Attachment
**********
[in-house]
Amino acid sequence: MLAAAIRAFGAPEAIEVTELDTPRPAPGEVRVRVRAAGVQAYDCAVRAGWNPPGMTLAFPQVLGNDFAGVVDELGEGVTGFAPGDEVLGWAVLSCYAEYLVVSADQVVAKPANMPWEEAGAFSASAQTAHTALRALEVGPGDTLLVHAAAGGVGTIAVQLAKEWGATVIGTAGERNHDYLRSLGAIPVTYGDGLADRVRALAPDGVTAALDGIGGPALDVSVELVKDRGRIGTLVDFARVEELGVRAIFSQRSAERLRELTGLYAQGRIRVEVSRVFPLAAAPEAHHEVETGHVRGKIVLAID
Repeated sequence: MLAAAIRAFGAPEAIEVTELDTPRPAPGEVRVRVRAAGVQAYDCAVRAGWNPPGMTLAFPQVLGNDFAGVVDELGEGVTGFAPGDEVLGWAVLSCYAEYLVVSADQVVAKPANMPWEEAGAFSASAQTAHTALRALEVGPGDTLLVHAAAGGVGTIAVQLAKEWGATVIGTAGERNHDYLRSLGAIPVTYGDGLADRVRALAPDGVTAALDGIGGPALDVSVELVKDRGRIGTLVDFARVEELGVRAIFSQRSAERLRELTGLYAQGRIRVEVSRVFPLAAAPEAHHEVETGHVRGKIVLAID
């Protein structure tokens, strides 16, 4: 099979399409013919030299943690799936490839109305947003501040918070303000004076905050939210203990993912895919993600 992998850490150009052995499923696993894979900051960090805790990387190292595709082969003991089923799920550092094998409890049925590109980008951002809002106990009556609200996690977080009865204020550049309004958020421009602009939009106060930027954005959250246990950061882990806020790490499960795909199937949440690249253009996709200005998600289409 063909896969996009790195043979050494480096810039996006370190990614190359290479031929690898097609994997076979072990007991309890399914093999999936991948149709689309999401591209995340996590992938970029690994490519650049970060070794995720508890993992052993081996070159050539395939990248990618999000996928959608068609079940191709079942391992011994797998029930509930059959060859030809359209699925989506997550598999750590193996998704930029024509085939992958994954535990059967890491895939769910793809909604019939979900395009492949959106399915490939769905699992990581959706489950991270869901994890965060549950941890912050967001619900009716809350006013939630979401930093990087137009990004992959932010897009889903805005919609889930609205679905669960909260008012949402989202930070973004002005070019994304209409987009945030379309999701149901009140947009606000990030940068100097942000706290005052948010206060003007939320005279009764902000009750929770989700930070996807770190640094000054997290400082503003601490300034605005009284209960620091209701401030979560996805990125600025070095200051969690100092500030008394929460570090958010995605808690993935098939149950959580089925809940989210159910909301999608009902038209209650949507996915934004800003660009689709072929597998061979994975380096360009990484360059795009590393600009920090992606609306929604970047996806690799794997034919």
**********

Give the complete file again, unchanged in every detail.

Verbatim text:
[in-house]
Amino acid sequence: MLAAAIRAFGAPEAIEVTELDTPRPAPGEVRVRVRAAGVQAYDCAVRAGWNPPGMTLAFPQVLGNDFAGVVDELGEGVTGFAPGDEVLGWAVLSCYAEYLVVSADQVVAKPANMPWEEAGAFSASAQTAHTALRALEVGPGDTLLVHAAAGGVGTIAVQLAKEWGATVIGTAGERNHDYLRSLGAIPVTYGDGLADRVRALAPDGVTAALDGIGGPALDVSVELVKDRGRIGTLVDFARVEELGVRAIFSQRSAERLRELTGLYAQGRIRVEVSRVFPLAAAPEAHHEVETGHVRGKIVLAID
Repeated sequence: MLAAAIRAFGAPEAIEVTELDTPRPAPGEVRVRVRAAGVQAYDCAVRAGWNPPGMTLAFPQVLGNDFAGVVDELGEGVTGFAPGDEVLGWAVLSCYAEYLVVSADQVVAKPANMPWEEAGAFSASAQTAHTALRALEVGPGDTLLVHAAAGGVGTIAVQLAKEWGATVIGTAGERNHDYLRSLGAIPVTYGDGLADRVRALAPDGVTAALDGIGGPALDVSVELVKDRGRIGTLVDFARVEELGVRAIFSQRSAERLRELTGLYAQGRIRVEVSRVFPLAAAPEAHHEVETGHVRGKIVLAID
């Protein structure tokens, strides 16, 4: 099979399409013919030299943690799936490839109305947003501040918070303000004076905050939210203990993912895919993600 992998850490150009052995499923696993894979900051960090805790990387190292595709082969003991089923799920550092094998409890049925590109980008951002809002106990009556609200996690977080009865204020550049309004958020421009602009939009106060930027954005959250246990950061882990806020790490499960795909199937949440690249253009996709200005998600289409 063909896969996009790195043979050494480096810039996006370190990614190359290479031929690898097609994997076979072990007991309890399914093999999936991948149709689309999401591209995340996590992938970029690994490519650049970060070794995720508890993992052993081996070159050539395939990248990618999000996928959608068609079940191709079942391992011994797998029930509930059959060859030809359209699925989506997550598999750590193996998704930029024509085939992958994954535990059967890491895939769910793809909604019939979900395009492949959106399915490939769905699992990581959706489950991270869901994890965060549950941890912050967001619900009716809350006013939630979401930093990087137009990004992959932010897009889903805005919609889930609205679905669960909260008012949402989202930070973004002005070019994304209409987009945030379309999701149901009140947009606000990030940068100097942000706290005052948010206060003007939320005279009764902000009750929770989700930070996807770190640094000054997290400082503003601490300034605005009284209960620091209701401030979560996805990125600025070095200051969690100092500030008394929460570090958010995605808690993935098939149950959580089925809940989210159910909301999608009902038209209650949507996915934004800003660009689709072929597998061979994975380096360009990484360059795009590393600009920090992606609306929604970047996806690799794997034919």